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Origin and Habitat: Huallanca, Ancash (Peru, Western South America, Southern America)
- Espostoa melanostele subs. nana (F.Ritter) G.J.Charles
Espostoa melanostele subs. nana (F.Ritter) G.J.Charles
Cactaceae Consensus Init. 14: 15. 2002 [Oct 2002]
- Espostoa melanostele subs. nana (F.Ritter) G.J.Charles
Espostoa melanostele (Vaupel) Borg
Cacti (Borg) 112 (1937); vide Gray Herb. Card Cat.
- Espostoa melanostele (Vaupel) Borg
- Binghamia melanostele (Vaupel) Britton & Rose
- Cephalocereus melanostele Vaupel
- Cereus melanostele (Vaupel) A.Berger
- Haageocereus melanostele (Vaupel) W.T.Marshall
- Pseudoespostoa melanostele (Vaupel) Backeb.
- Espostoa haagei (Poselg. ex Rümpler) Borg
- Cereus haagei (Poselg. ex Rümpler) Backeb.
- Pilocereus haagei Poselg. ex Rümpler
- Pilocereus lanatus var. haagei (Poselg. ex Rümpler) Jostmann
- Espostoa melanostele f. inermis (Backeb.) Krainz
Description: Espostoa nana (= Espostoa melanostele subsp. nana) is a columnar cactus densely covered with white hair which distinguishes from the standard Espostoa melanostele for its smaller stems and the wool on the cephallum is white to pale yellow (mostly yellow-brown in Espostoa melanostele).
Habit: It is an attractive tall, greyish-green columnar cactus with much apical spination and pubescence.
Habit: Shrub-like reaching 1,5 m in height branching basally.
Stems: Cylindrical, green, 5-8 cm in diameter.
Ribs: About 16-2 low, blunt.
Areoles: Very numerous oval, white to yellow fairly close-set, with white to greys fine bristles or wool.
Spines: Numerous at first pale yellow.
Central spines: One.
Radial spines: 30 needle-like, shorter than the central to 8 mm long, straight, spreading.
Cephalium: Lateral, white or pale yellow.
Flowers: Bell shaped, 5-6 cm long.
Fruits: Tiny-hardly bigger than a grape (2,5-4 cmm across) bright green.
Subspecies, varieties, forms and cultivars of plants belonging to the Espostoa melanostele group
Bibliography: Major references and further lectures
1) Edward Anderson “The Cactus family” Timber Press, Incorporated, 2001
2) James Cullen, Sabina G. Knees, H. Suzanne Cubey "The European Garden Flora Flowering Plants: A Manual for the Identification of Plants Cultivated in Europe, Both Out-of-Doors and Under Glass" Cambridge University Press, 11/Aug/2011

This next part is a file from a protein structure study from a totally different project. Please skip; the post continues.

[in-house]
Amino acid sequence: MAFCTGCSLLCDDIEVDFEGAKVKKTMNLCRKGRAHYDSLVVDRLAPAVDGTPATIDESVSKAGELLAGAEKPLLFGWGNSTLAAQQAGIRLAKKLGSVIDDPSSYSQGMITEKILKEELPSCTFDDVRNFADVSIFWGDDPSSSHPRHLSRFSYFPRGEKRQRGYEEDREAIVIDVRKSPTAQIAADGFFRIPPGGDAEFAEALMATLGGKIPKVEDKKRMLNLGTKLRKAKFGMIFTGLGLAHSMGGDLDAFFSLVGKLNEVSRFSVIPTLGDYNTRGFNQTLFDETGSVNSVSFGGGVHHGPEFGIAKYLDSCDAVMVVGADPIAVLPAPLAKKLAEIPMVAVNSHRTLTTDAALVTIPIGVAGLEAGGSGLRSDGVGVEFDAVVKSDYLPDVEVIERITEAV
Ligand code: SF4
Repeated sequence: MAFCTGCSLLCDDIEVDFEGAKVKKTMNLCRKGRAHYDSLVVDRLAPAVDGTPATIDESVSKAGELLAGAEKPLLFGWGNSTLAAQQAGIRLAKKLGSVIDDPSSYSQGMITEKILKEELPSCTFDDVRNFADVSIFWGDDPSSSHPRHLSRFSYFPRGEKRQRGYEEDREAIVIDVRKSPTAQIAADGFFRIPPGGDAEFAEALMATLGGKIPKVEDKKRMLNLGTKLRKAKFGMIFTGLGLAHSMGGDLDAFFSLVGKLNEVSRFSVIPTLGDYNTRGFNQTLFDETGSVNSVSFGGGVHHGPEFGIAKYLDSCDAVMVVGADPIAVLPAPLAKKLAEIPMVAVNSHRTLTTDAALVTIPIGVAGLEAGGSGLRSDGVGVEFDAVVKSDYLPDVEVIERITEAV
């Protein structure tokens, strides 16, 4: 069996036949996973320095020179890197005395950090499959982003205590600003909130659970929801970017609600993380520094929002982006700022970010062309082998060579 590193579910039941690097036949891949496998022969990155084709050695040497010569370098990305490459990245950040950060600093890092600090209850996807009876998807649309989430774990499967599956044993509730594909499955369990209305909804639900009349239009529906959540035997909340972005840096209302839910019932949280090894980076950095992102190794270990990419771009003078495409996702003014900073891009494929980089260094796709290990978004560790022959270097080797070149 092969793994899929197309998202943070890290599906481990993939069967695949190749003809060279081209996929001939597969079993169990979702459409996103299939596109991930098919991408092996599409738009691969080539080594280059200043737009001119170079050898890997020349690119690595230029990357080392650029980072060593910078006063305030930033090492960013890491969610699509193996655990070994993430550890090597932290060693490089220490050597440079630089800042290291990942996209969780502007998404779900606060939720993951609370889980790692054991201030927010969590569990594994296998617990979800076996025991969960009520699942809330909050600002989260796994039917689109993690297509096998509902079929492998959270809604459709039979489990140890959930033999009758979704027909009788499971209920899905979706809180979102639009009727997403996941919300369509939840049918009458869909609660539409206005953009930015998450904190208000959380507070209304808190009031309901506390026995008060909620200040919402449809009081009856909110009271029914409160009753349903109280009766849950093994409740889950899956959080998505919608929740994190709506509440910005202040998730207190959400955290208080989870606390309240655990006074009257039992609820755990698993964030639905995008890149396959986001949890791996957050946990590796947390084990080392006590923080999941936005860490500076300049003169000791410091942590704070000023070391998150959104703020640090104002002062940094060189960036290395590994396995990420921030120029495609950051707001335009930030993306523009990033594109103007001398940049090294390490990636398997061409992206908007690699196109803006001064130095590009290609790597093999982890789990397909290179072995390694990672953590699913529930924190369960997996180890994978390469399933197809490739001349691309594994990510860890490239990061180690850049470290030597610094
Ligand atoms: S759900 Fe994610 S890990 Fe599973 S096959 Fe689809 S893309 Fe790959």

3) David R Hunt; Nigel P Taylor; Graham Charles; International Cactaceae Systematics Group. "The New Cactus Lexicon" dh books, 2006
5) Curt Backeberg “Die Cactaceae: Handbuch der Kakteenkunde” Gustav Fischer Verlag, Stuttgart New York 1982–1985
6) Hecht, “BLV Handbuch der Kakteen” BLV Verlagsgesellschaft mbH, München ISBN: 3-405-12202-3
7) Erik Haustein “Der Kosmos-Kakteenführer” Balogh Scientific Books 1998
8) Cáceres, F., Ostalaza, C. & Roque, J. 2013. Espostoa melanostele. In: IUCN 2013. "IUCN Red List of Threatened Species." Version 2013.2. <www.iucnredlist.org>. Downloaded on 07 December 2013.
9) David Yetman “The Great Cacti: Ethnobotany & Biogeography” University of Arizona Press, 2007
10) Arthur C. Gibson “The Cactus Primer” Harvard University Press, 1990
11) Gurcharan Singh Randhawa, Amitabha Mukhopadhyay “Floriculture in India” Allied Publishers, 01/gen/1986
12) Wilhelm Barthlott, David R. Hunt “Seed-diversity in the Cactaceae: subfamily Cactoideae” D. Hunt, 2000
13) Clive Innes, Charles Glass “Cacti” Portland House, 1991
14) Antonio Gómez Sánchez: “Enciclopedia ilustrada de los cactus y otras suculentas: (descripción de las especies, habitat y cuidados de cultivo)”. Floramedia Espana S.A., Valencia 2006
Espostoa melanostele subs. nana Photo by: Valentino Vallicelli
The gallery now contains thousands of pictures, however it is possible to do even more. We are, of course, seeking photos of species not yet shown in the gallery but not only that, we are also looking for better pictures than those already present. Read More...
Cultivation and Propagation: Espostoa melanostele is a summer-growing and easy cactus to grow. It makes great potted specimens.
Growth rate: Espostoa produces noticeable amounts of growth each year if kept well fed and watered throughout the warmest months, particularly if it has been acclimatised to accept full sun. Once this cactus is established it can easily produce 20 cm of growth every year. Most plants will offset readily, and clumps can be produced in a few years. It will fill a large pot in time however, so space is needed if it is to show of its best.
Soils: It likes very porous standard cactus mix soil with little organic matter (peat, humus).
Repotting: Repotting every 2-3 years. Needs lots and lots of space to grow, use large container filled with very porous compost. Use pot with good drainage.
Watering: Water the plants well and allow them to dry before watering again. This species seems to do better with a little more water than most cacti.
Fertilization: During the growing season fertilize them monthly with a balanced fertilizer.
Sun Exposure: Outside full sun, inside needs bright light, and some direct sun. During winter month, put them in a cool luminous place and encourage them to enter winter dormancy by withholding water and fertiliser over the winter as they will etiolate, or become thin, due to lower levels of light.
Hardiness: It is easy to grow and cold hardy as low as -12°C (or less).
Pest & diseases: They are susceptible to fungal diseases if overwatered, but are not nearly as sensitive as many other cacti, especially in warm weather. If kept damp through cold periods, they will invariably suffer.
Propagation: Cutting or from seed. The seeds are quite easy to germinate and grow. Their main requirements consist of high humidity levels, free-draining soil mix, and enough water, light, and nutrition.
Uses: Woolly hairs of the cephalia have been used for pillow filling in Peru.
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